Spelman College

Coordinates: 33°44′46″N 84°24′40″W / 33.746°N 84.411°W / 33.746; -84.411
From Wikipedia, the free encyclopedia

Spelman College
Spelman College seal.svg
Former names
Atlanta Baptist Female Seminary (1881–1884)
Spelman Baptist Seminary (1884–1924)
MottoOur Whole School for Christ
TypePrivate historically black[1] women's liberal arts college
EstablishedApril 11, 1881; 142 years ago (1881-04-11)[2][3]
Academic affiliations
Annapolis Group
Endowment$377.9 million (2020)[4]
Budget$98.4 million (2018)[5]
PresidentHelene Gayle
Students2,420 (fall 2021)[6]

33°44′46″N 84°24′40″W / 33.746°N 84.411°W / 33.746; -84.411
Colors   Columbia blue, white[7]
NicknameJaguars (former)
Sporting affiliations
(formerly NCAA Division III GSAC)
Spelman College logo.svg

Spelman College is a private, historically black, women's liberal arts college in Atlanta, Georgia. It is part of the Atlanta University Center academic consortium in Atlanta.[2] Founded in 1881 as the Atlanta Baptist Female Seminary, Spelman received its collegiate charter in 1924, making it America's second oldest private historically black liberal arts college for women.[2]



The Atlanta Baptist Female Seminary was established on April 11, 1881 (1881-04-11) in the basement of Friendship Baptist Church in Atlanta, Georgia, by two teachers from the Oread Institute of Worcester, Massachusetts: Harriet E. Giles and Sophia B. Packard.[2][9] Giles and Packard had met while Giles was a student, and Packard the preceptress, of the New Salem Academy in New Salem, Massachusetts, and fostered a lifelong friendship there.[10] The two of them traveled to Atlanta specifically to found a school for black freedwomen, and found support from Frank Quarles, the pastor of Friendship Baptist Church.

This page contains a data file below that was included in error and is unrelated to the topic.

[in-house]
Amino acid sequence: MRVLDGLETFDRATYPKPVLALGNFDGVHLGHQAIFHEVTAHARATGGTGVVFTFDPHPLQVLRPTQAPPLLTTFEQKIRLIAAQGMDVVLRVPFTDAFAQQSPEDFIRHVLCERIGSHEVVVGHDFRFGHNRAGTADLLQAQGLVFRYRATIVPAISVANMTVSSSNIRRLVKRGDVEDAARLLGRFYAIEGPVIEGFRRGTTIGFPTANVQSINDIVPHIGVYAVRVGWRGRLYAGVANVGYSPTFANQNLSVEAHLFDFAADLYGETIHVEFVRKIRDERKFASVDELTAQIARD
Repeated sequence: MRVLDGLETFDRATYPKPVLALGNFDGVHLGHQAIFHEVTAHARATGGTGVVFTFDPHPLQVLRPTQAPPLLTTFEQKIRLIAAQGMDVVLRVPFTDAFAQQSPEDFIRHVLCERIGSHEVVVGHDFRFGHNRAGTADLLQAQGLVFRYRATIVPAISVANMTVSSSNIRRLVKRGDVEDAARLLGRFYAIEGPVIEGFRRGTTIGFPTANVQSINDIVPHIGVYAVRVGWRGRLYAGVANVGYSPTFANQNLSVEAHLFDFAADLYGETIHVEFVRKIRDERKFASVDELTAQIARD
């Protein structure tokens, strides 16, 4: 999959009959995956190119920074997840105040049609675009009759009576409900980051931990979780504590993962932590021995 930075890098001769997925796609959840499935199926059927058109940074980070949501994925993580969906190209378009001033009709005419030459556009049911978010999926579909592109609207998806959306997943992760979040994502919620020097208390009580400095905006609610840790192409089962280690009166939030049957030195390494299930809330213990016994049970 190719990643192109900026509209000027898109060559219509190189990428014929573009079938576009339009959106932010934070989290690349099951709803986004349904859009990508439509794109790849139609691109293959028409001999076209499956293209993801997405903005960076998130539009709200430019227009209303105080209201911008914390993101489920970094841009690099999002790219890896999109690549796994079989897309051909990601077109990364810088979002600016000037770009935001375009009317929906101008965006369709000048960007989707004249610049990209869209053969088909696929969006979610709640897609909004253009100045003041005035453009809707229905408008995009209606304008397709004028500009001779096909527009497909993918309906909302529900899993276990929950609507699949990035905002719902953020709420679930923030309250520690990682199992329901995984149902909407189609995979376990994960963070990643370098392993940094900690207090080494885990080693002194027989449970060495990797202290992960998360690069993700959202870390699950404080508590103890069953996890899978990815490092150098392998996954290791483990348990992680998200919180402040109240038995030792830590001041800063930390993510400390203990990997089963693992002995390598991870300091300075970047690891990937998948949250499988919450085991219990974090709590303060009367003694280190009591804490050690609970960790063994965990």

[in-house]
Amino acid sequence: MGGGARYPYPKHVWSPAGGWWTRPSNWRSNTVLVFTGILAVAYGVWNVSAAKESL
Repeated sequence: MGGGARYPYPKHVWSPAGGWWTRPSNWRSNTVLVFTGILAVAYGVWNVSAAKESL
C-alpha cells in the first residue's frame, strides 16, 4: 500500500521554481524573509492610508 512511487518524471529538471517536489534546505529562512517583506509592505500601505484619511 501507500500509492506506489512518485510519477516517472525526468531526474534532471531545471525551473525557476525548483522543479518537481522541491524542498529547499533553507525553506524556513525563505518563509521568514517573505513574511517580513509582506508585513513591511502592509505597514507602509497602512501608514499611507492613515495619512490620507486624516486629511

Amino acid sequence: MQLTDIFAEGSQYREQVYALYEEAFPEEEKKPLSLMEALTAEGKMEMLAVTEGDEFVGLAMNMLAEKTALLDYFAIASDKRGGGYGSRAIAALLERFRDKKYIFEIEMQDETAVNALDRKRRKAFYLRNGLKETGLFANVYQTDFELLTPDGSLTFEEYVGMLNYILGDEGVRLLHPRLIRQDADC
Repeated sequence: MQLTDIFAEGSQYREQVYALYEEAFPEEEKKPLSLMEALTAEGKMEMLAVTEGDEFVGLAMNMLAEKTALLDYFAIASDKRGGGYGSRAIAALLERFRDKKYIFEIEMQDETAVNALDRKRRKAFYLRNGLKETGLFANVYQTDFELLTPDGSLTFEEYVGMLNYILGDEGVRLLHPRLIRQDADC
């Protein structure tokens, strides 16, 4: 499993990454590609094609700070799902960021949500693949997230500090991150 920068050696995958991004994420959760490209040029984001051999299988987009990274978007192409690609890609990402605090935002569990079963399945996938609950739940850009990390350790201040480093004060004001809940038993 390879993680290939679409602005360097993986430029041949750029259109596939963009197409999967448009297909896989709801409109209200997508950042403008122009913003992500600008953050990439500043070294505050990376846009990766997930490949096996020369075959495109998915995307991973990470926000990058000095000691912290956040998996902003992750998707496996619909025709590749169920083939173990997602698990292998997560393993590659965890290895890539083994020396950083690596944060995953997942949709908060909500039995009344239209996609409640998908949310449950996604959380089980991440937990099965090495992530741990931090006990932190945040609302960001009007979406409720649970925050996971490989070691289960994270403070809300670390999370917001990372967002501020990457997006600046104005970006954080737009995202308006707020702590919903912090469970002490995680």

Giles and Packard began the school with 11 African-American women and $100 given to them by the First Baptist Church in Medford, Massachusetts,[2] and a promise of further support from the Woman's American Baptist Home Mission Society (WABHMS), a group with which they were both affiliated in Boston.[10] Although their first students were mostly illiterate, they envisioned their school to be a liberal arts institution – the first circular of the college stated that they planned to offer "algebra, physiology, essays, Latin, rhetoric, geometry, political economy, mental philosophy (psychology), chemistry, botany, Constitution of the United States, astronomy, zoology, geology, moral philosophy, and evidences of Christianity".[10] Over time, they attracted more students; by the time the first term ended, they had enrolled 80 students in the seminary.[10] The WABHMS made a down payment on a nine-acre (36,000 m2) site in Atlanta relatively close to the church they began in, which originally had five buildings left from a Union Civil War encampment, to support classroom and residence hall needs.[11]

In 1882 the two women returned to Massachusetts to bid for more money and were introduced to wealthy Northern Baptist businessman John D. Rockefeller at a church conference in Ohio.[2] Rockefeller was impressed by Packard's vision. In April 1884, Rockefeller visited the school. By this time, the seminary had 600 students and 16 faculty members. It was surviving on generous donations by the black community in Atlanta, the efforts of volunteer teachers, and gifts of supplies; many Atlanta black churches, philanthropists, and black community groups raised and donated money to settle the debt on the property that had been acquired.[10] Rockefeller was so impressed that he settled the debt on the property.[11] Rockefeller's wife, Laura Spelman Rockefeller;[2] her sister, Lucy Spelman; and their parents, Harvey Buel and Lucy Henry Spelman, were also supportive of the school. The Spelmans were longtime activists in the abolitionist movement. In 1884 the name of the school was changed to the Spelman Seminary in honor of Laura Spelman and her parents. Rockefeller also donated the funds for what is currently the oldest building on campus, Rockefeller Hall, which was constructed in 1886.

Packard was appointed as Spelman's first president in 1888, after the charter for the seminary was granted. Packard died in 1891, and Giles assumed the presidency until her death in 1909.